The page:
Thursday, July 03, 2014

TOP STORY >> Homeowners in Sherwood may pay $39 for a library

Leader staff writer

If Sherwood voters approve a temporary 1.3-mill increase in November, owners of $150,000 homes could pay $39 a year to build a new $6 million library.

The city council recently voted to place the tax issue on the general election ballot rather than hold the special election requested by petitioners and the Central Arkansas Library System.

CALS director Bobby Roberts said the measure would likely stay on the November ballot, but that its placement there could make passage more difficult.

He told The Leader that the library system’s success rate was 92 percent for special elections, compared to 60 percent for issues that landed on general election ballots.

For the owners of $150,000 homes, that success would mean a $39 increase to the 50.8-mill property tax residents are already paying. The current millage rate is the second lowest in Pulaski County.

The homeowners’ money would be used to pay back bonds sold to construct and equip a new branch that would replace the Amy Sanders Library on Shelby Road.

The millage rate is not based on the appraised or fair market value of a home, but on its assessed value.
According to Joe Thompson, the county’s chief assessment administrator, the state legislature — decades ago — set the assessed value at 20 percent of what a residence is worth.

So a home worth $150,000 has an assessed value of $30,000. All property taxes are based on that $30,000.

An increase of 1.3 mills would equate to $13 for every $10,000 in the assessed value of a home — or $39 a year for a $150,000 home.

Roberts added that the proposed millage increase is temporary. It will expire when $6 million in bonds is paid off, he said.

Petitioners capped the selling of bonds at that amount, the director explained.

He said the city could decide to issue 20-year, 10-year or 5-year bonds. Roberts expects that, considering the growth of Sherwood’s tax base, a 20-year bond could be paid off in less than 12 years.

Because the election is now set for November, if it passes, collections cannot start until January 2016. The collections as well as construction will be delayed by about a year, Mayor Virginia Hillman said previously.

On Wednesday, she said the November date would “make it a little more challenging, but I think there’s a lot of good support for it.”

Alderman Tim McMinn explained the date change at the June 23 council meeting. He said, “We all agree we need a new library, plus that would also allow the police department to use the old library building, but a special election as requested by the library system doesn’t turn out a large number of voters. This is an election on a tax. We should want a larger turnout than 1,500 to 2,000 voters making the decision for 30,000.”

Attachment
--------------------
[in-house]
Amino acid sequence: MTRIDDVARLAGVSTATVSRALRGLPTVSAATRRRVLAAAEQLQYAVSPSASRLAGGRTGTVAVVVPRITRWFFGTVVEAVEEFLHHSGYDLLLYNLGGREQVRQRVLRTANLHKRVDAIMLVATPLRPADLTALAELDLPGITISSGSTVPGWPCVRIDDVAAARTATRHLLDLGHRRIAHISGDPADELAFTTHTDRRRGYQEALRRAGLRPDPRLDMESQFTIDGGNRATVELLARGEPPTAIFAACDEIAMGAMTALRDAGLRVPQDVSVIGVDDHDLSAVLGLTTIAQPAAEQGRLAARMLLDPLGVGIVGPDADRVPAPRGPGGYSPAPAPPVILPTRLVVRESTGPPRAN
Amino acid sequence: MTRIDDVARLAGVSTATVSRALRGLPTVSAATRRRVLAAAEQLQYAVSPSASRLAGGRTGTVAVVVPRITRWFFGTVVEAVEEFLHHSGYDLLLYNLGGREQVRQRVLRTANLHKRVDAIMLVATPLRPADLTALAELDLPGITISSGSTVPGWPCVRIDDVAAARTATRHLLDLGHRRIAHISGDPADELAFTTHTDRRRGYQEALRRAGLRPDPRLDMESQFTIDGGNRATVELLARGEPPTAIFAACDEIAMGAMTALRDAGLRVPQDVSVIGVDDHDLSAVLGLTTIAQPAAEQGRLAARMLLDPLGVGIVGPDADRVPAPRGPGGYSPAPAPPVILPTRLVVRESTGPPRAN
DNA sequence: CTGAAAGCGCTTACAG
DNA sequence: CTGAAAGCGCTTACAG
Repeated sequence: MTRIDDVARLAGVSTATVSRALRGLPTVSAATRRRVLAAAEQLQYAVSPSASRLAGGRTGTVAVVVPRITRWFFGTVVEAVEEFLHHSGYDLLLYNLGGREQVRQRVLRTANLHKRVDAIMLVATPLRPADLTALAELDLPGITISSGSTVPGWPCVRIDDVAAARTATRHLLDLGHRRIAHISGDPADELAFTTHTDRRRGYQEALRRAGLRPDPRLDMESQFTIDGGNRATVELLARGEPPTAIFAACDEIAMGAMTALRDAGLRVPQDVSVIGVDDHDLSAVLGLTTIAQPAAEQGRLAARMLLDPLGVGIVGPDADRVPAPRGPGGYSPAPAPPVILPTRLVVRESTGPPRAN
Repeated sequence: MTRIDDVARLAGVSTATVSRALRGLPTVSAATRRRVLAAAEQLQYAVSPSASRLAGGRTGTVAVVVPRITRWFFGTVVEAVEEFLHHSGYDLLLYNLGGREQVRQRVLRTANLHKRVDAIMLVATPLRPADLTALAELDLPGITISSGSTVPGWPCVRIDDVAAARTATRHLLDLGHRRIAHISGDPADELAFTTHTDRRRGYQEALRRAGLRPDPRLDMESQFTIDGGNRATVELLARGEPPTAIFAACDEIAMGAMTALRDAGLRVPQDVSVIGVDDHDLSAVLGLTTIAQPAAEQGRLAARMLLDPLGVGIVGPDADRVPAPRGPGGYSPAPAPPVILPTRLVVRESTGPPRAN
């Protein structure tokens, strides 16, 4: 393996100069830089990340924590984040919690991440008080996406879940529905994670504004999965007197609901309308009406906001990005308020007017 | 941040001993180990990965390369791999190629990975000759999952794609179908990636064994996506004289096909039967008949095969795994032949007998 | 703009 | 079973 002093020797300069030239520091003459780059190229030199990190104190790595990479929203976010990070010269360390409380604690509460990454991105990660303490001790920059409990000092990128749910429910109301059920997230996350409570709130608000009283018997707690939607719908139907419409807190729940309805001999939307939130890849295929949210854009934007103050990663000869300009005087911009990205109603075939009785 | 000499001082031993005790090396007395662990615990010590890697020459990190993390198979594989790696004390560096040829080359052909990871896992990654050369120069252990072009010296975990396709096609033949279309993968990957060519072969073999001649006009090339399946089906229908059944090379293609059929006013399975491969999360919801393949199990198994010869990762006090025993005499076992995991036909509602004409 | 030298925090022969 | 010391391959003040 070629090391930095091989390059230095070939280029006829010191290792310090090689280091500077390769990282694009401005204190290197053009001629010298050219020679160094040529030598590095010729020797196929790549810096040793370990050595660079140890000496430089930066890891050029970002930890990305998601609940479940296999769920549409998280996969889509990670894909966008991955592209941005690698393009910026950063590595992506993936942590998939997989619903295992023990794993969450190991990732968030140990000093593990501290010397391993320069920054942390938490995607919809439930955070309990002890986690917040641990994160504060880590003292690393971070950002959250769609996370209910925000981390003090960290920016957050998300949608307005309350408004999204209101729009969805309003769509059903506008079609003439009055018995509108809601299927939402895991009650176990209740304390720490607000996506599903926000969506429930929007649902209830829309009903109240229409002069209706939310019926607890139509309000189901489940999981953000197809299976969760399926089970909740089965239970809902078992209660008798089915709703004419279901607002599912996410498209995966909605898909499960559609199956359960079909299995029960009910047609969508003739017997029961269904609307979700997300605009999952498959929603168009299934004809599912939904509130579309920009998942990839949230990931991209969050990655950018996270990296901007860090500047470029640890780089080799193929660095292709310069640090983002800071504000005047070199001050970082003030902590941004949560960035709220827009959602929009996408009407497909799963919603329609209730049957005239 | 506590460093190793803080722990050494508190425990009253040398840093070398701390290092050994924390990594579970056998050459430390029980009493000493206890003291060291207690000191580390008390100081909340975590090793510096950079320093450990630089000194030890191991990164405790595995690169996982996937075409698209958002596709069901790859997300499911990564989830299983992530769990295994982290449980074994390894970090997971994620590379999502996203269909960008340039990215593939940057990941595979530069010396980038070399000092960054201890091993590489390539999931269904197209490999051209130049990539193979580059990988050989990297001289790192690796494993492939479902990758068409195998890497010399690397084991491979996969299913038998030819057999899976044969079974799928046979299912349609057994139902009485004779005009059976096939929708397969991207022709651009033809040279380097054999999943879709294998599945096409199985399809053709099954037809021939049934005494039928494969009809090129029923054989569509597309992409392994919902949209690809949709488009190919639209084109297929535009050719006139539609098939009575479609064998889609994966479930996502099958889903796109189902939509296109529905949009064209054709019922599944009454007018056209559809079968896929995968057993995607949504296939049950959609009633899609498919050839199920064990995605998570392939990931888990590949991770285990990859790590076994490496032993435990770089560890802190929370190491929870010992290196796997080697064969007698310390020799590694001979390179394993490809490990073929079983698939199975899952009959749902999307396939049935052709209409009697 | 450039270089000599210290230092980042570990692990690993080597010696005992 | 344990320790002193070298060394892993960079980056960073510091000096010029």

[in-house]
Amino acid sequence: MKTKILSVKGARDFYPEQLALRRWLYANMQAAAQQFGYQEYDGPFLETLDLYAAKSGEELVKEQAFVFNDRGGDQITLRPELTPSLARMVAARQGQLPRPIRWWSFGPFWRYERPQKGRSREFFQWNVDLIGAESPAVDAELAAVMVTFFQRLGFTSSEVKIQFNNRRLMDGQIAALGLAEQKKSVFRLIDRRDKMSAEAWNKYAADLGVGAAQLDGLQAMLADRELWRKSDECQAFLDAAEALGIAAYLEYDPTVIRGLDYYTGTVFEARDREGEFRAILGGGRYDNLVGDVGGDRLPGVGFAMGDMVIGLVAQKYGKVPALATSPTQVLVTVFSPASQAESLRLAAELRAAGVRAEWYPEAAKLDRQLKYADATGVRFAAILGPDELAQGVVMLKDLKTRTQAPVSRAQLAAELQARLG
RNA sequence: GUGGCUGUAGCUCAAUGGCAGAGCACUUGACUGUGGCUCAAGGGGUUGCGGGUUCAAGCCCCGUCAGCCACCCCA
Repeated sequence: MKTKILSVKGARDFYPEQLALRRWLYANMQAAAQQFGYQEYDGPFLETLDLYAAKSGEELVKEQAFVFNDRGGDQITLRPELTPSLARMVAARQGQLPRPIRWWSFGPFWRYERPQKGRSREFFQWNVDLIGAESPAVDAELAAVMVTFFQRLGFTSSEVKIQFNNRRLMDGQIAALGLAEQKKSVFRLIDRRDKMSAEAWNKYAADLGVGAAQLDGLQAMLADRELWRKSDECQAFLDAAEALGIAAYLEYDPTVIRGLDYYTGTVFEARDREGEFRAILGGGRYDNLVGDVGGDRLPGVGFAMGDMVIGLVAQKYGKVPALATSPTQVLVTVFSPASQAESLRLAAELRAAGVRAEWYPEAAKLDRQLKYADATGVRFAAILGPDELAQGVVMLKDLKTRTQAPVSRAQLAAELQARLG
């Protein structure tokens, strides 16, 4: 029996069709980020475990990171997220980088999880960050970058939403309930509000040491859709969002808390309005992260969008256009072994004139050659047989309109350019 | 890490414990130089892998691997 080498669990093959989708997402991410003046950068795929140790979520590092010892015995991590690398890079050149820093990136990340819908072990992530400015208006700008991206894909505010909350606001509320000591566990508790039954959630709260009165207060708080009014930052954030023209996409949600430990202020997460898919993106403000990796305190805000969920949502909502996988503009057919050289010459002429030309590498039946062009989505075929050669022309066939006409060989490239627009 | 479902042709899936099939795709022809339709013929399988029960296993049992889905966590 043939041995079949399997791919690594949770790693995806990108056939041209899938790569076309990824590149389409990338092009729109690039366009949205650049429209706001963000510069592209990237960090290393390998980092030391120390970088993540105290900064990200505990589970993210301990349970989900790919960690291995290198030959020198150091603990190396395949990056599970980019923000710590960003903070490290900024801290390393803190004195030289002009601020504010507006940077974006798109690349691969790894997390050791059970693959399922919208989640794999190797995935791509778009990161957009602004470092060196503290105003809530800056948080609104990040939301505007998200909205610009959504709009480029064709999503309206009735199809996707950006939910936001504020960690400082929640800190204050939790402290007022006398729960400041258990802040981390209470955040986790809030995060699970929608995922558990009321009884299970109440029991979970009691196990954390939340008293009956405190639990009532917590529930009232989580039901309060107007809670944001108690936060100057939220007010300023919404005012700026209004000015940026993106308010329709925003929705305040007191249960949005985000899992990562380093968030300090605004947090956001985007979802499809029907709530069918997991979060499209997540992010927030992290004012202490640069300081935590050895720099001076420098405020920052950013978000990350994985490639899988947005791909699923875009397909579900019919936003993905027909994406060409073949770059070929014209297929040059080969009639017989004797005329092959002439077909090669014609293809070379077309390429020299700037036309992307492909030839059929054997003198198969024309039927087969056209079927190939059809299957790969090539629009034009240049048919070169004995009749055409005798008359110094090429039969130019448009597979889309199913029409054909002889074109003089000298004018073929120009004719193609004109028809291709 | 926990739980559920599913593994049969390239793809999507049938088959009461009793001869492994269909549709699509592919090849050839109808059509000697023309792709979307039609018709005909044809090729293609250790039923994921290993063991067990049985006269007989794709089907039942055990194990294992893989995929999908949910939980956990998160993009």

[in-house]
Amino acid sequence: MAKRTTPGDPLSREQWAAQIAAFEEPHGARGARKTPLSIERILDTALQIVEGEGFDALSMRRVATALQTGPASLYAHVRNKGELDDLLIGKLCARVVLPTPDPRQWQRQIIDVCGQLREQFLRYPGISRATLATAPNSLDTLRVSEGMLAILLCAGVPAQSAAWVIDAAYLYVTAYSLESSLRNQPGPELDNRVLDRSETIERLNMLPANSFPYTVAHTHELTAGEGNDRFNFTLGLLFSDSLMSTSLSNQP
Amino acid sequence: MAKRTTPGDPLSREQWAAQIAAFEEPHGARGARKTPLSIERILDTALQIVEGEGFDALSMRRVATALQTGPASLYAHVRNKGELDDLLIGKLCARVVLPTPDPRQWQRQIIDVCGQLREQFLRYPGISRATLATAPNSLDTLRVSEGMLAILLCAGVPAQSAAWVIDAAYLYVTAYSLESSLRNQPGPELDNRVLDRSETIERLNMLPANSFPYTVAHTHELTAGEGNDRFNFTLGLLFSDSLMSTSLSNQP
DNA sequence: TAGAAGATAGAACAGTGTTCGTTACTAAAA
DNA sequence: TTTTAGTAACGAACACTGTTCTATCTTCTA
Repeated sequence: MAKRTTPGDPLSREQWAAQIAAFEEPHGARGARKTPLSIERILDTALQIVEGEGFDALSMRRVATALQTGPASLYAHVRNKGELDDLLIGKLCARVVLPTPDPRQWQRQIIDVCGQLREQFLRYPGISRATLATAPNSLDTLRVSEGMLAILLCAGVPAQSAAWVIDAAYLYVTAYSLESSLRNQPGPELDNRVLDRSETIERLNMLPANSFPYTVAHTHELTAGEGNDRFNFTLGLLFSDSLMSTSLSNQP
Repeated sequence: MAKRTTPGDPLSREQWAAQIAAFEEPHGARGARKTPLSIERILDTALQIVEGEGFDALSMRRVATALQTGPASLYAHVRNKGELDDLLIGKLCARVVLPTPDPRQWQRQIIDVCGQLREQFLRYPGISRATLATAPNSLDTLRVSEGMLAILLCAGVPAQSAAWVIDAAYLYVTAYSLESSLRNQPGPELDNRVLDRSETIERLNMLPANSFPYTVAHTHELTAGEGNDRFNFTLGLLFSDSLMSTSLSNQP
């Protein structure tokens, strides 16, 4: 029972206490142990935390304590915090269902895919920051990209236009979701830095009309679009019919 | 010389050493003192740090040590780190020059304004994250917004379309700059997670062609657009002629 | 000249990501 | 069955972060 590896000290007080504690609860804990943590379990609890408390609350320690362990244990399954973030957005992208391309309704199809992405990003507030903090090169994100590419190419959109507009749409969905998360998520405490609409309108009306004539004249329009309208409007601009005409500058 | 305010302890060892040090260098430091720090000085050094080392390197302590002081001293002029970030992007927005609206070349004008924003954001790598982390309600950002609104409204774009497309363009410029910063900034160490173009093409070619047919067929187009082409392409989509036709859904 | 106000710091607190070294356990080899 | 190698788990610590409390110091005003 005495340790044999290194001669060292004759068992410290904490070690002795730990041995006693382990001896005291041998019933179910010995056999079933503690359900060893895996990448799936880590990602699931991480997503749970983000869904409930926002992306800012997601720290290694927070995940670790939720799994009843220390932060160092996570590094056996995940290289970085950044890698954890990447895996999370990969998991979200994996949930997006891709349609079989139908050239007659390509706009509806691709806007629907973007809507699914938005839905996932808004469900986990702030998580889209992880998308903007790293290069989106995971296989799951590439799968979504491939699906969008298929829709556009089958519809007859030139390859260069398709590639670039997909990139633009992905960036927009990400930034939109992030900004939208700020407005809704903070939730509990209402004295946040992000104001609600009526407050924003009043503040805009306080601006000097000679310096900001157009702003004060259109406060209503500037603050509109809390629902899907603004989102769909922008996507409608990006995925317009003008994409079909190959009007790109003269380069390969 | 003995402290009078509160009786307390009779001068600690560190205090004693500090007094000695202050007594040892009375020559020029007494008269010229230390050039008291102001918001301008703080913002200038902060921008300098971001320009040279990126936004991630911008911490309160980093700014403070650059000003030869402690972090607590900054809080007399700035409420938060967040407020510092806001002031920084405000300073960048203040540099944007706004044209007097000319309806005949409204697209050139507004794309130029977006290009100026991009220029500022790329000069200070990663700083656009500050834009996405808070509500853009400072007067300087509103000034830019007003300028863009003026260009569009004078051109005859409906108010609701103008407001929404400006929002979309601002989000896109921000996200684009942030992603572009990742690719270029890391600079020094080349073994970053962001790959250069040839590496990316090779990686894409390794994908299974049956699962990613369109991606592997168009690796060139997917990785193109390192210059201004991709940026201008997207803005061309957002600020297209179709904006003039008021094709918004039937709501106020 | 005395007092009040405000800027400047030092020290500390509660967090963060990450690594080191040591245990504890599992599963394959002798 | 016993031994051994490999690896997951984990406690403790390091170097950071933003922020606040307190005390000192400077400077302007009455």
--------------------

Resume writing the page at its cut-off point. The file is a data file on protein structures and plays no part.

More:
Roberts said the library system has held 13 special elections and had issues on five general elections since he has been employed there. Sherwood petitioners requested that a special election be held in August.

CALS won 12 of the 13 special elections, Roberts said.

Three of the five issues on the general election ballots were passed, he noted.

Roberts said that means a special election measure has a better shot at being approved by voters. On a more positive note, the director added, CALS has never lost on a bond issue to build a library.

But mayoral candidate Don Berry doesn’t agree that a special election would have given the issue a better chance of being passed.

He said the last time Sherwood voters passed a special election on a library issue was in 1993.

Since then, while Little Rock passed six special-election library votes, Sherwood and other Pulaski County voters voted down an operational increase in 2001, Berry told The Leader.

Just the 2005 Jacksonville special election and a Perry County special election last year have passed, Berry pointed out.

He continued, “With the additional time before the general election, there is ample time for proponents to market the proposed library, highlighting features and its advantages over the current and other area libraries in the Central Arkansas system.”

Roberts said he has recommended that the CALS’ board of directors look at filing a lawsuit over the council setting the date.

But the director noted that there is no case law on setting an election date and language in the law concerning who can do so is very vague.

Even though the council has the backing of the state Attorney General’s office, Roberts argued that whether the aldermen could set the date was a “close call.”

Berry said he attended the most recent CALS board meeting. He told the members that pursuing a lawsuit would not accomplish their goal of building a new library.

“Regardless of the outcome of a lawsuit, win or lose, neither result in a library as a direct outcome so, therefore, must simply be a benefit to CALS, not Sherwood’s library proponents specifically or voters in general,” Berry explained.

Roberts argued that there is also a cost component associated with the election date.

With the proposal being on the November ballot, Roberts explained, “We need a lot of money to communicate with more voters because you’ve got more people. So it takes more money to run the campaign. It goes from $8,000 or $10,000 to about $30,000.”

That money is generated by contributions and does not come out of CALS’ budget, Roberts said. He doubted that $30,000 could be raised for the small local campaign in Sherwood.

And CALS would have paid the $10,000 to $15,000 cost of holding a special election, he said previously.